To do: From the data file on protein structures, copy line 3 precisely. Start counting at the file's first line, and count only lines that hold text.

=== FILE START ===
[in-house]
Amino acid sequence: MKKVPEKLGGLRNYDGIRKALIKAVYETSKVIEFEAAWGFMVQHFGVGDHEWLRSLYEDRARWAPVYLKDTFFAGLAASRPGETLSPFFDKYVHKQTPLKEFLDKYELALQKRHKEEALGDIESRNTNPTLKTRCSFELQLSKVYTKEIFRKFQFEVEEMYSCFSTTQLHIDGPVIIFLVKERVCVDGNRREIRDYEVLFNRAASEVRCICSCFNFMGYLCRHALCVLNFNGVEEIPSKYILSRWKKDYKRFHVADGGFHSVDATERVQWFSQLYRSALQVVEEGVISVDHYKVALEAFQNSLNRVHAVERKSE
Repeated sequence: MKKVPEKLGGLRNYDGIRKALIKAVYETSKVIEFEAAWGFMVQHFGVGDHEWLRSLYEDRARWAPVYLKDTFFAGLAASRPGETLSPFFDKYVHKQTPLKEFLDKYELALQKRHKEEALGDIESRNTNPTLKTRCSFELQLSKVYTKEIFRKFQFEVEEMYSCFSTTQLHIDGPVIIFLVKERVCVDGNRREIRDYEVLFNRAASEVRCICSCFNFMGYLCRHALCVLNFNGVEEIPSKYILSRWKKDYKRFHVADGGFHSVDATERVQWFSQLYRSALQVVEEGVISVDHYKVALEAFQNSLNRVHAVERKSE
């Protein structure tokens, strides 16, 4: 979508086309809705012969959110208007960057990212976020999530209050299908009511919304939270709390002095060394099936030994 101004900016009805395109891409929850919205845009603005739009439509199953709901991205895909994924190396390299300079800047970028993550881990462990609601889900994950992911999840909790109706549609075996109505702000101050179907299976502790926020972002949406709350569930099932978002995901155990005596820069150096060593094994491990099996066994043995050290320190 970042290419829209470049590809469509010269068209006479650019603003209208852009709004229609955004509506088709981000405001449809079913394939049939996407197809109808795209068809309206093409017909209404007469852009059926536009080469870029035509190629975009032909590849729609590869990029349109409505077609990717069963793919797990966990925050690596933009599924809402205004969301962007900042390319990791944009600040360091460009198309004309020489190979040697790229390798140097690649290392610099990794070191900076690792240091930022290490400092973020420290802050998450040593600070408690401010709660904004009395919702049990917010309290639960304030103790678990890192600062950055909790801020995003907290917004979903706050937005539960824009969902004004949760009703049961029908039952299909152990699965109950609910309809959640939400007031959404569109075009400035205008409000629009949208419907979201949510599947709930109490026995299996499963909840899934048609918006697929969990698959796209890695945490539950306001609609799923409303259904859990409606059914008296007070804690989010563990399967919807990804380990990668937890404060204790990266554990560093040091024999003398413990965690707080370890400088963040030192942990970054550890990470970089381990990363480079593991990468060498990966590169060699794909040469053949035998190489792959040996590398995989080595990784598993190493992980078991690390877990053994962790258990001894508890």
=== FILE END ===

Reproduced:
Repeated sequence: MKKVPEKLGGLRNYDGIRKALIKAVYETSKVIEFEAAWGFMVQHFGVGDHEWLRSLYEDRARWAPVYLKDTFFAGLAASRPGETLSPFFDKYVHKQTPLKEFLDKYELALQKRHKEEALGDIESRNTNPTLKTRCSFELQLSKVYTKEIFRKFQFEVEEMYSCFSTTQLHIDGPVIIFLVKERVCVDGNRREIRDYEVLFNRAASEVRCICSCFNFMGYLCRHALCVLNFNGVEEIPSKYILSRWKKDYKRFHVADGGFHSVDATERVQWFSQLYRSALQVVEEGVISVDHYKVALEAFQNSLNRVHAVERKSE